Director Billy Wilder salutes his idol, Ernst Lubitsch, with this comedy about a middle-aged playboy fascinated by the daughter of a private detective who has been hired to entrap him with the wife of a client.
Recent college graduate Benjamin Braddock is trapped into an affair with Mrs. Robinson, who happens to be the wife of his father's business partner and then finds himself falling in love with her daughter, Elaine.
Struggling writer Paul Varjak moves into a New York apartment building and becomes intrigued by his pretty, quirky neighbor Holly Golightly. Holly's lifestyle confuses and fascinates Paul; in public she flits through parties with a sexy, sophisticated air, but when they're alone she changes into a sweetly vulnerable bundle of neuroses. Written by
Holly's whistle when she hails a cab for Paul was actually dubbed in. Audrey Hepburn attempted to learn how to whistle with two fingers, but could never produce the desired sound. See more »
At the party before she meets Rusty her hair is streaked blonde and has approximately 3 strands of blonde hair running up into her bun. Later the bun and streaks are differently placed. Only two strands running up into the bun. See more »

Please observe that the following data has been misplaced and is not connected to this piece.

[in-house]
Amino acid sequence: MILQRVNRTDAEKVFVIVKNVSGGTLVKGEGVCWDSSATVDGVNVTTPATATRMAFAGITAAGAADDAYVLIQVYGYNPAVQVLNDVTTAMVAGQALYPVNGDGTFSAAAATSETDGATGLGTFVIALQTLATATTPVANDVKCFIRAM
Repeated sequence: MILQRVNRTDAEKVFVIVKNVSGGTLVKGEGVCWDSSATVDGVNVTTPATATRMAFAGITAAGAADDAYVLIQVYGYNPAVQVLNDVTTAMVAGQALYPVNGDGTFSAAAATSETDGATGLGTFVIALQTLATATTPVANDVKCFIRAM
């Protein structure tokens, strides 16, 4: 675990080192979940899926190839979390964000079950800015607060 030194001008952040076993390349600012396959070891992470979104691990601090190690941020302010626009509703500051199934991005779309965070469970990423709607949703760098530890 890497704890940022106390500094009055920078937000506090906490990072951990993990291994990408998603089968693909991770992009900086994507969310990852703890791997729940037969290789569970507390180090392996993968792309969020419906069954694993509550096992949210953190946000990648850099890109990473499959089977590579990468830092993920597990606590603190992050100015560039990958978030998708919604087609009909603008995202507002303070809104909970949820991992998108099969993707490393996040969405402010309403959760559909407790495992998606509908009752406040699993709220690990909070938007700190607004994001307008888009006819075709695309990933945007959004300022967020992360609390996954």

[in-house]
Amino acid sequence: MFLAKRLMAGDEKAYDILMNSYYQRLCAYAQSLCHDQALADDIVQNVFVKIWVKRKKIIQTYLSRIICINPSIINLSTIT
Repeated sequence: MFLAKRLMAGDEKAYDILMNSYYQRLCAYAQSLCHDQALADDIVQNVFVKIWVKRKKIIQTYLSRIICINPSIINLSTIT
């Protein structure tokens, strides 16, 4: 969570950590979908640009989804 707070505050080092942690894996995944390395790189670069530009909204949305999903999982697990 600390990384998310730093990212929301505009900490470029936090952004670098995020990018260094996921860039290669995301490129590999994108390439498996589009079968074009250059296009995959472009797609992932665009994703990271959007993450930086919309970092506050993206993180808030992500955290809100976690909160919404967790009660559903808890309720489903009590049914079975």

The famous film "Breakfast at Tiffany's" is supposedly based upon a brilliant novel by Truman Capote.Excellent music by Henry Mancini, the striking elegance and charm of Audrey Hepburn, the big name of Blake Edwards as the one of the best Hollywood entertainers promised an unforgettable picture.Alas! It turned out to be the most disappointing film versions of all the times.First, there is no trace of the original message of the novel(I hear that the author was not very happy about film version either), which gives no hint of any sugary-sweet romance at all, and the character of Hollie had been grossly transformed (if not mutilated).Second, the actors and their protagonists are a horrendous mismatch:Audrey Hepburn (with all my sincerest admiration and love for her)plays some girl poor Truman Capote had never dreamed about of putting into his novel: too naive and pure, too high-class and too sweet to be a "real phony" as one of the film's characters (O.J.Berman )calls her.Mr Peppard is absolutely wooden, so he looks and sounds the phoniest of all with his love confessions.Mickey Rooney is a bad (really bad!) caricature of a Japanese ( forget about political correctness, it is just bad taste!)man. It is a great pity that a really wonderful piece of writing has had such a disappointing destiny in Hollywood! Though for those who know Hollywood tastes and culture it is no surprise at all.
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